I watched The Chronicles of Riddick twenty-four hours ago, and already I'm struggling to recall what it was about. I remember wondering why the principal actor's name (Vin Diesel) sounded more sci-fi than his character (Richard B. Riddick). I remember Mr Diesel turning his head and smirking every five minutes before charging through a dozen professional wrestling types as though they were polypropylene skittles. Some of these monstrous bodies belonged to mercenaries, some to prisoners, some to prison guards. Most, in a film set in a gunmetal-grey meets Cro-Magnon version of the future, belonged to the footsoldiers of a planet-destroying nihilist cult with a peculiar metaphysics.
Combine the toppling of these giant 'Necromongers' with Mr Diesel's talent for ironic quips delivered in a voice that's part Lee Marvin, part Barack Obama, and The Chronicles of Riddick makes for an entertaining, if instantly forgetable, two hours when you're stuck on the Oxford-Cambridge bus.
It's just a pity that so much of the film looks cheap, cartoonish, and artificial. One of the only things that looks real is the small library books in the house of Diesel's friend (or was he an enemy? I was never sure) in dusty New Mecca. It's easier to computer-generate a city than a library. Unfortunately the filmmakers spent so much money on the former that they didn't have much left to spend on the latter. It looks like they just moved the same set of books from one shelf to another as they filmed the scene.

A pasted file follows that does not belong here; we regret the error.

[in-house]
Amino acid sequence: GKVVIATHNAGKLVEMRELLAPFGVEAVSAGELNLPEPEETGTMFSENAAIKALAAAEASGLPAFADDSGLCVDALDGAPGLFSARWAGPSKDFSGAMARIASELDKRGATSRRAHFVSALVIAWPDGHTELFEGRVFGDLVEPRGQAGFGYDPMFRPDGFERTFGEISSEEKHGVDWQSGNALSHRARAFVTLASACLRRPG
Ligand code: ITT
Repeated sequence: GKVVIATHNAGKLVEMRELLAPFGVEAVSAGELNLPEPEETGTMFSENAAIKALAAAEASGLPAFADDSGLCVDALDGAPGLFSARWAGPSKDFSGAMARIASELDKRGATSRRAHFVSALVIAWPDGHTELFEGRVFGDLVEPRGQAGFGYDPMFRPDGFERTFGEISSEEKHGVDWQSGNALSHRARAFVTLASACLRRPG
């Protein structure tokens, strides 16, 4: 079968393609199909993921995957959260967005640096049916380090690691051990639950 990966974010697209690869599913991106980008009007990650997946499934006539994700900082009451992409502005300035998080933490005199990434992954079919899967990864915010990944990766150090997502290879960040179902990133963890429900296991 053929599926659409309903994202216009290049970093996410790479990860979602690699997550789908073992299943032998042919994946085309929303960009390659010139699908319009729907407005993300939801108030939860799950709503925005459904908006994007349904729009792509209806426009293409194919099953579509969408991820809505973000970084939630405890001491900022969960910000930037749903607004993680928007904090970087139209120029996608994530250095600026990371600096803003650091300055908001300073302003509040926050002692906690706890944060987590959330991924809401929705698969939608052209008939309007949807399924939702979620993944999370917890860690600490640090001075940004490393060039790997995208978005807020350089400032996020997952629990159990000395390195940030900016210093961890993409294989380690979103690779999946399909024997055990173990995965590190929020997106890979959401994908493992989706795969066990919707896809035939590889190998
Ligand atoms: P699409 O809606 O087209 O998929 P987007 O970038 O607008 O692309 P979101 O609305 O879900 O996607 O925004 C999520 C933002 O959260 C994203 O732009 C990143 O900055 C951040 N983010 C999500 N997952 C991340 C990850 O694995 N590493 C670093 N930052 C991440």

Ever wonder where movie books come from? New York, of course, where Hollywood customers of the Strand Bookstore 'can choose from eighteen basic library styles, for purchase or rental. “Bargain books,” a random selection of hardbacks, is the cheapest, at ten dollars per foot of shelf space. For thirty dollars, clients can customize the color. For seventy-five, they can get a “leather-looking” library...'